Blackpool bus services ‘affected by rail strikes’

Blackpool Transport buses  as rail replacement services
Blackpool Transport buses as rail replacement services
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Extensive rail strikes affecting trains coming into Blackpool led to a drop in people using local public transport, it was suggested.

Passengers took 684,000 fewer bus trips in the resort last year compared to the year before, figures from the Department for Transport said.

Between April 2017 and March 2018, there were 9.35 million passenger journeys, 6.8 per cent less than in the previous year.

Blackpool Transport’s finance and commercial director James Carney said the slight drop could be blamed on strikes affecting Northern Rail services from Preston.

Mr Carney said: “The decline we experienced is disappointing but part of the reason is that there were fewer public transport users who came to Blackpool during the Preston railway blockade. More people arrived in the town centre by car, some residents transferred to using the tram during the time that the Promenade was closed, and the repair of Squires’ Gate Bridge meant a lengthy diversion for services seven and 11.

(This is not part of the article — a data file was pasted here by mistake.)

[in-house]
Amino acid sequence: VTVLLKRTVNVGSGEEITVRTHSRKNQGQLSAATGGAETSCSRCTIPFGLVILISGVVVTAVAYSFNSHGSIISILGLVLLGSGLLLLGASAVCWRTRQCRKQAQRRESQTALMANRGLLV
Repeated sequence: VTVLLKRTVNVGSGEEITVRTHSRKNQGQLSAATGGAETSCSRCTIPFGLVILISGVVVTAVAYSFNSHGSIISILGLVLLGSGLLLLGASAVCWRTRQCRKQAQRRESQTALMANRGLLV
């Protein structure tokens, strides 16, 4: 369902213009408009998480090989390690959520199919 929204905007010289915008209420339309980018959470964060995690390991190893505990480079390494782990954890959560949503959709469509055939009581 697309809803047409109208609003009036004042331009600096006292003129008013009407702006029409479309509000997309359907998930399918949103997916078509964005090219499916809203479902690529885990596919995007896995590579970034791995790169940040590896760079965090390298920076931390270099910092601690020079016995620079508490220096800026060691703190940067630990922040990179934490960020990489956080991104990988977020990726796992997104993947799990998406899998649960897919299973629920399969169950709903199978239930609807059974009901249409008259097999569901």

“While town centre improvements affected customers when we made changes to bus stop locations, we were able to mitigate this issue by providing extra communications and on-street wayfinding.”

He said Blackpool had fared better than other north west towns, including Warrington and Halton, where public transport use fell by 10 per cent and 11 per cent respectively.

“The upgrade of the fleet, so that two thirds of our buses are on average two years old, is probably the reason why our losses were lower than might have been expected,” he said. “An independent survey recorded that 88 per cent of our customers continue to be satisfied with the bus service.”

Bus use has declined steadily over the last eight years, with the number of passenger journeys in Blackpool dropping by 27 per cent since 2009-10.

Across England, there were 85 million fewer bus journeys last year, a drop of 3.2 per cent outside London and 0.7 per cent in the capital.

Bus fares across England have risen by 71 per cent since 2005. Since then, bus operators’ revenues have increased by almost £1.5bn.

Merseyside had the most passenger journeys per resident in the North West, while Cheshire East had the fewest.

The number of concessionary journeys taken decreased by per cent.